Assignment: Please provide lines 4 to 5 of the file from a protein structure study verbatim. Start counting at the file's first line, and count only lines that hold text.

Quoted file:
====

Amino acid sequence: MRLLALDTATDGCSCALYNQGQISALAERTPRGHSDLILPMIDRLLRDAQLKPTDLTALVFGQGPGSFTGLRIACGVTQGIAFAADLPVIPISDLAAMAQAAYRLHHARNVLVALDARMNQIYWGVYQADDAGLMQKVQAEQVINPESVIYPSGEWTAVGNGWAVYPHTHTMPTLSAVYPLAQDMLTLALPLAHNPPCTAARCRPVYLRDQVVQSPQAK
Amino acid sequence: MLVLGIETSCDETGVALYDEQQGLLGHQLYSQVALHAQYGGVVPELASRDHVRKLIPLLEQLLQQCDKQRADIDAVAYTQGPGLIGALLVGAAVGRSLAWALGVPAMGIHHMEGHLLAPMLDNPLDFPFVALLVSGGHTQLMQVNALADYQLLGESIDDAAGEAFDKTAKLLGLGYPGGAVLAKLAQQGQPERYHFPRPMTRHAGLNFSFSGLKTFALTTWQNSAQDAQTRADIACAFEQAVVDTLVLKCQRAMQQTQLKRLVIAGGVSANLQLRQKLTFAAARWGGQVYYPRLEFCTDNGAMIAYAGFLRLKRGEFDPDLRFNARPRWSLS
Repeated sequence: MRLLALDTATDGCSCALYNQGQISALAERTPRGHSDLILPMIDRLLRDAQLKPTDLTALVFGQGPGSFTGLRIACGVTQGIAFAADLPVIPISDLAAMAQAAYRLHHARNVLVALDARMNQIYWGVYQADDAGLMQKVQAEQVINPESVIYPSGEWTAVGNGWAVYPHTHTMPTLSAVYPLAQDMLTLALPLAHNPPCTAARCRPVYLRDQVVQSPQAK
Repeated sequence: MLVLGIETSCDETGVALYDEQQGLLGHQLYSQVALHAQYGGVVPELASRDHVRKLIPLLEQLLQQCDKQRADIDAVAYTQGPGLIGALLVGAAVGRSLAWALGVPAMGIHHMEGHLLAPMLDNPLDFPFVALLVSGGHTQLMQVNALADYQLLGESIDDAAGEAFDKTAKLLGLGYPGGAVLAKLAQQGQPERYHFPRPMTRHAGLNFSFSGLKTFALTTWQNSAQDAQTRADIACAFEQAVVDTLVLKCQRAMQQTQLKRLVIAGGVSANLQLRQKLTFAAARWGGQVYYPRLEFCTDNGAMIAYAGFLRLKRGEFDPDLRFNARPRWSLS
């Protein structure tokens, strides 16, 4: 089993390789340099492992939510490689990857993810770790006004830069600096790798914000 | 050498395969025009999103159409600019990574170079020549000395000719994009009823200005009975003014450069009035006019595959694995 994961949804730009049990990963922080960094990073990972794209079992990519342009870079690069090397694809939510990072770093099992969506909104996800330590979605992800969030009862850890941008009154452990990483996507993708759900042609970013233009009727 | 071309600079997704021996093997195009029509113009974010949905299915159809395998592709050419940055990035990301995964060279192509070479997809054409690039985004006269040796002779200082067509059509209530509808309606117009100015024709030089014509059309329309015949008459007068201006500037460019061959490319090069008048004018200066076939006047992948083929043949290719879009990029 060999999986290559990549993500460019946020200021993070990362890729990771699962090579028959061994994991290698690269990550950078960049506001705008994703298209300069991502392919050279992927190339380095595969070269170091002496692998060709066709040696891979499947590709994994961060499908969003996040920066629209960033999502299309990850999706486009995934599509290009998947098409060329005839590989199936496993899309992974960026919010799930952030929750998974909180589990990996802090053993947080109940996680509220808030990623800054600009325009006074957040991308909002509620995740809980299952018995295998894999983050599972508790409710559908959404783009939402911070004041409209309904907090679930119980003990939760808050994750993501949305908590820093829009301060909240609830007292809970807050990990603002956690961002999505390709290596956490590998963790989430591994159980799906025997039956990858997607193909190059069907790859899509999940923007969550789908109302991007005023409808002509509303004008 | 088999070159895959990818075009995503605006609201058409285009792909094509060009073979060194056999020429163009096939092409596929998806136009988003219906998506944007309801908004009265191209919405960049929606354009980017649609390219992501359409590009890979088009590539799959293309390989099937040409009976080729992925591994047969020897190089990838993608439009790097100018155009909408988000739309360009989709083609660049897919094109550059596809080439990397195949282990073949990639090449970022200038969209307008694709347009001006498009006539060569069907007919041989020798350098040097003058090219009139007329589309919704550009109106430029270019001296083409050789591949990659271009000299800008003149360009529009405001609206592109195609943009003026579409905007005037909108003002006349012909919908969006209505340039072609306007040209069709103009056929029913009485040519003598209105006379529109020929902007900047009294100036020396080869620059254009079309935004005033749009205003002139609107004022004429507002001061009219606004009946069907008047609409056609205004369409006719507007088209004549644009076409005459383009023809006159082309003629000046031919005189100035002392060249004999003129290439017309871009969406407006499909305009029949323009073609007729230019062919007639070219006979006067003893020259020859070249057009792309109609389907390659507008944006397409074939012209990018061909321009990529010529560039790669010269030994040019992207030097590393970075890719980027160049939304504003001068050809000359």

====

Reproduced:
Repeated sequence: MLVLGIETSCDETGVALYDEQQGLLGHQLYSQVALHAQYGGVVPELASRDHVRKLIPLLEQLLQQCDKQRADIDAVAYTQGPGLIGALLVGAAVGRSLAWALGVPAMGIHHMEGHLLAPMLDNPLDFPFVALLVSGGHTQLMQVNALADYQLLGESIDDAAGEAFDKTAKLLGLGYPGGAVLAKLAQQGQPERYHFPRPMTRHAGLNFSFSGLKTFALTTWQNSAQDAQTRADIACAFEQAVVDTLVLKCQRAMQQTQLKRLVIAGGVSANLQLRQKLTFAAARWGGQVYYPRLEFCTDNGAMIAYAGFLRLKRGEFDPDLRFNARPRWSLS
């Protein structure tokens, strides 16, 4: 089993390789340099492992939510490689990857993810770790006004830069600096790798914000 | 050498395969025009999103159409600019990574170079020549000395000719994009009823200005009975003014450069009035006019595959694995 994961949804730009049990990963922080960094990073990972794209079992990519342009870079690069090397694809939510990072770093099992969506909104996800330590979605992800969030009862850890941008009154452990990483996507993708759900042609970013233009009727 | 071309600079997704021996093997195009029509113009974010949905299915159809395998592709050419940055990035990301995964060279192509070479997809054409690039985004006269040796002779200082067509059509209530509808309606117009100015024709030089014509059309329309015949008459007068201006500037460019061959490319090069008048004018200066076939006047992948083929043949290719879009990029 060999999986290559990549993500460019946020200021993070990362890729990771699962090579028959061994994991290698690269990550950078960049506001705008994703298209300069991502392919050279992927190339380095595969070269170091002496692998060709066709040696891979499947590709994994961060499908969003996040920066629209960033999502299309990850999706486009995934599509290009998947098409060329005839590989199936496993899309992974960026919010799930952030929750998974909180589990990996802090053993947080109940996680509220808030990623800054600009325009006074957040991308909002509620995740809980299952018995295998894999983050599972508790409710559908959404783009939402911070004041409209309904907090679930119980003990939760808050994750993501949305908590820093829009301060909240609830007292809970807050990990603002956690961002999505390709290596956490590998963790989430591994159980799906025997039956990858997607193909190059069907790859899509999940923007969550789908109302991007005023409808002509509303004008 | 088999070159895959990818075009995503605006609201058409285009792909094509060009073979060194056999020429163009096939092409596929998806136009988003219906998506944007309801908004009265191209919405960049929606354009980017649609390219992501359409590009890979088009590539799959293309390989099937040409009976080729992925591994047969020897190089990838993608439009790097100018155009909408988000739309360009989709083609660049897919094109550059596809080439990397195949282990073949990639090449970022200038969209307008694709347009001006498009006539060569069907007919041989020798350098040097003058090219009139007329589309919704550009109106430029270019001296083409050789591949990659271009000299800008003149360009529009405001609206592109195609943009003026579409905007005037909108003002006349012909919908969006209505340039072609306007040209069709103009056929029913009485040519003598209105006379529109020929902007900047009294100036020396080869620059254009079309935004005033749009205003002139609107004022004429507002001061009219606004009946069907008047609409056609205004369409006719507007088209004549644009076409005459383009023809006159082309003629000046031919005189100035002392060249004999003129290439017309871009969406407006499909305009029949323009073609007729230019062919007639070219006979006067003893020259020859070249057009792309109609389907390659507008944006397409074939012209990018061909321009990529010529560039790669010269030994040019992207030097590393970075890719980027160049939304504003001068050809000359």